After your pasta is cooked, your meat is no longer pink, your cheese is grated and your can is opened (Wait...what?), you're ready to assemble. Drain your pasta and dump the drained pasta into your meat mixture, followed by your cheese...

...and evaporated milk. Now just let it simmer, stirring it all really well to get it all mixed in. Simmer and stir until the liquid is reduced and the mixture is almost creamy...about 5 minutes or so. Don't over cook it or it will not be creamy, it will be sort of sticky. Still delicious, but not as nice a presentation.

And here you go. Finished product. I don't think I can convey how good this stuff is. My Kiddo regularly asks for it, and that's saying something. I mean, he's not a picky eater, but he'd rather request McDonald's than something I make. So I know something's a hit when he asks for it.

Here's the recipe fo' realz.

Pasta Carbonara

1 lb. bulk sausage, either breakfast or Italian

1 tsp each basil, oregano (if using regular breakfast sausage...if using Italian, omit)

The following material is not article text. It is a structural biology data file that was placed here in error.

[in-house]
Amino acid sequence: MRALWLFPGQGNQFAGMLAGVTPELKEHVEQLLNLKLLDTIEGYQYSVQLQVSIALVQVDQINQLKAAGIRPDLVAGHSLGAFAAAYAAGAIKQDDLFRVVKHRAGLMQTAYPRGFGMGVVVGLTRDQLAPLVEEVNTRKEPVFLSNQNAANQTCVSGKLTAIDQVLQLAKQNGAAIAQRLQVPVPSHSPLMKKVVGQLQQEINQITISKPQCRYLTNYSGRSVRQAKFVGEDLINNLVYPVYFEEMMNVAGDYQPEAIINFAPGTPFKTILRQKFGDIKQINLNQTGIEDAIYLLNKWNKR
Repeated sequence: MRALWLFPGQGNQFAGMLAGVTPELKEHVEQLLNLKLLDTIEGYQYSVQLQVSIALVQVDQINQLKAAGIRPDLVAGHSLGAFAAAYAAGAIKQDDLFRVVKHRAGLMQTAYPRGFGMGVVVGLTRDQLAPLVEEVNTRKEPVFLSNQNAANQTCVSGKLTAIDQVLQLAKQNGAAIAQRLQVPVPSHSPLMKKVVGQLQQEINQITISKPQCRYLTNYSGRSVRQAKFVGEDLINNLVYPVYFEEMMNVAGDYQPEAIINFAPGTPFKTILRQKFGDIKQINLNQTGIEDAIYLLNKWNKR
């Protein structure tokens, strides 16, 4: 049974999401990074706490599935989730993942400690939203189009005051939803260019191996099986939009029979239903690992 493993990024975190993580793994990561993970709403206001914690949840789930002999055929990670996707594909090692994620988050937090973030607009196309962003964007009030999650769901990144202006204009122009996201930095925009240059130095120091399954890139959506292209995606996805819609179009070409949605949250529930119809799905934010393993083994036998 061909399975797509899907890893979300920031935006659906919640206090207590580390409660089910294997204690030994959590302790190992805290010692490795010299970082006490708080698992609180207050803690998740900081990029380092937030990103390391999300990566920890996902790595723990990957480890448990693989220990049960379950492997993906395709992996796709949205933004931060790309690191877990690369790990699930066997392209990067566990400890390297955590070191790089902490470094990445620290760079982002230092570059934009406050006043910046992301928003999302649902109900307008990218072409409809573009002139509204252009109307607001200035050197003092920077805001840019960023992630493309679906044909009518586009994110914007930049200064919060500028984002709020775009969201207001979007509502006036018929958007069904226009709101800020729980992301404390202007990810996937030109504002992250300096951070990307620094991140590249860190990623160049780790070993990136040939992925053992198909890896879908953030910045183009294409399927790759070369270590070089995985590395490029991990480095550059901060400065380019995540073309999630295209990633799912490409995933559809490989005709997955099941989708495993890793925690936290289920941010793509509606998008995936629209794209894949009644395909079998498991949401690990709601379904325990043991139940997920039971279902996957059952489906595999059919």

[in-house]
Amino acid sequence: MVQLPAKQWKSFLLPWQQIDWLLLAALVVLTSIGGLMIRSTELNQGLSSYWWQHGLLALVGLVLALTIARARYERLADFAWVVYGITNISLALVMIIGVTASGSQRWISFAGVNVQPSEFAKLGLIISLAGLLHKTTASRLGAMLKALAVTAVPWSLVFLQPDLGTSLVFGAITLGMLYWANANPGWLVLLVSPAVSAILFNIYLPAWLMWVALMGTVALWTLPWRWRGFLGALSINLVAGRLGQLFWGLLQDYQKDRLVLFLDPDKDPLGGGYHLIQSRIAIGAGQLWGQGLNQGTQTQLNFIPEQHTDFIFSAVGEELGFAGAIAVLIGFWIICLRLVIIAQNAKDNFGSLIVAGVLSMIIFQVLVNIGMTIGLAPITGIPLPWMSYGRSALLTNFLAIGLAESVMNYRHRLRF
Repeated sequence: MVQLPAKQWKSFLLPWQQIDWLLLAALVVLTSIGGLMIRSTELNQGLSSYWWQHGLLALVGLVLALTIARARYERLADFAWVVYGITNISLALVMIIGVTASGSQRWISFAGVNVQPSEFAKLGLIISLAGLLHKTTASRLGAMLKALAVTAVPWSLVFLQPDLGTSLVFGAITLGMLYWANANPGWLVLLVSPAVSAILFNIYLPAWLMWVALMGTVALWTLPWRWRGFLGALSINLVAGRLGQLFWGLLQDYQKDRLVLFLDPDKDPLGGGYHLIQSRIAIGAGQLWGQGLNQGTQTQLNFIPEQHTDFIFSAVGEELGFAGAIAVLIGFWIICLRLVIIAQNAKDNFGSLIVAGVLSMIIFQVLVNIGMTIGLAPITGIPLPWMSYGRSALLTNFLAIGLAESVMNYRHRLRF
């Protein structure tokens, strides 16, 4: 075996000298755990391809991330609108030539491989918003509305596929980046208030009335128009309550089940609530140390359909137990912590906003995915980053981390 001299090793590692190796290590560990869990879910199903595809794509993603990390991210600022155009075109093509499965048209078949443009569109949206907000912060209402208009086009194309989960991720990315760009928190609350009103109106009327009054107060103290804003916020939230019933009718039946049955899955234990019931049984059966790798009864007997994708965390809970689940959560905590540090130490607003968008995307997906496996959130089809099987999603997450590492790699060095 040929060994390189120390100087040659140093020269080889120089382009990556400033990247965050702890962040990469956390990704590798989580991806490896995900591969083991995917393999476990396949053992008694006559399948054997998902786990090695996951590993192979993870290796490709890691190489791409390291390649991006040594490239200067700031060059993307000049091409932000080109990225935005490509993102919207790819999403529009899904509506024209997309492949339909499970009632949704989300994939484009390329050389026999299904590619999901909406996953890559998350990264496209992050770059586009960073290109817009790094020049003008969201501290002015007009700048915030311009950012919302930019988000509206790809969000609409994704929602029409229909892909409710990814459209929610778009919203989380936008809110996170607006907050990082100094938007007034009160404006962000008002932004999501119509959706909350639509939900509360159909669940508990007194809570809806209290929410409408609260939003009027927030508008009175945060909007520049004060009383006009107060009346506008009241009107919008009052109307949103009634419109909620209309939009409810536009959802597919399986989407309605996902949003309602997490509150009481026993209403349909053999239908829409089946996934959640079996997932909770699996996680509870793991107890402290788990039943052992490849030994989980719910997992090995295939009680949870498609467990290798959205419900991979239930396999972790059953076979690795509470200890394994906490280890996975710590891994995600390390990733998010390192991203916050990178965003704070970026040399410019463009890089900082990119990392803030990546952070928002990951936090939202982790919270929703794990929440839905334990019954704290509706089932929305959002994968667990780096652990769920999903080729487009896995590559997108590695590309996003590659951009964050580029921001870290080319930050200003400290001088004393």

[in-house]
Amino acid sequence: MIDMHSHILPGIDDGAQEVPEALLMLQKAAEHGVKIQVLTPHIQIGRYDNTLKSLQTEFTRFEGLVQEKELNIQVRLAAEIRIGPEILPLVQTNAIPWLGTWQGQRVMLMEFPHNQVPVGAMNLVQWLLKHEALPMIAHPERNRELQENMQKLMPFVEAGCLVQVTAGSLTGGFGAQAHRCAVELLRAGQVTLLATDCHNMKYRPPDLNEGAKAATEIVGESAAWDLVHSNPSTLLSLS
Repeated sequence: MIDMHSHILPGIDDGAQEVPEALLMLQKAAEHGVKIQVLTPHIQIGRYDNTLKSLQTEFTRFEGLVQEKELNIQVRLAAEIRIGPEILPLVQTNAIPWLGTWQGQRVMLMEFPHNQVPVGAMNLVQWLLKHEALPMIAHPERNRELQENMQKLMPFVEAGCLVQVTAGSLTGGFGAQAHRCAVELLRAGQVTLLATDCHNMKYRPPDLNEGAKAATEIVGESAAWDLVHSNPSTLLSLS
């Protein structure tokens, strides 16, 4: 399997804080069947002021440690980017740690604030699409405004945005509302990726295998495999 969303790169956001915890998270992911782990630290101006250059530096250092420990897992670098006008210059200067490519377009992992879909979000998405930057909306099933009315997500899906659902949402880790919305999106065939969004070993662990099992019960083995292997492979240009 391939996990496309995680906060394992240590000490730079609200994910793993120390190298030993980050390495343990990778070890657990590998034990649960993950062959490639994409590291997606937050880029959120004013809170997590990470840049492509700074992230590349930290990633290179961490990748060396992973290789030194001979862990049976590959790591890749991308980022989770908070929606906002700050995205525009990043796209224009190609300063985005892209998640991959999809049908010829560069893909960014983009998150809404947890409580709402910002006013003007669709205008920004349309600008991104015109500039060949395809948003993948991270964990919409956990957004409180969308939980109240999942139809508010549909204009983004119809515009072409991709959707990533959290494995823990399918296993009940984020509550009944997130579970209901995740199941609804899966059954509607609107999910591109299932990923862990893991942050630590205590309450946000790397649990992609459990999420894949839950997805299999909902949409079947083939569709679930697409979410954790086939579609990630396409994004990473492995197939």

5 to 7 pieces bacon, chopped

1 clove garlic, minced

1 cup grated Parmesan cheese

1 (12 oz) can evaporated milk

Angel hair pasta (amount depends on you)

salt for pasta (amount depends on how much you want)

In a skillet brown sausage with bacon, spices, and garlic until sausage and bacon are no longer pink. If there is a lot of grease after you're done browning, drain some off. Leave enough to just barely coat the bottom of the skillet. While the meat is browning, boil pasta, adding salt before boiling. Drain boiled pasta. Combine meat mixture, pasta, cheese, and evaporated milk and mix well. Simmer until liquid is reduced and mixture is creamy, 5 to 7 minutes, stirring well.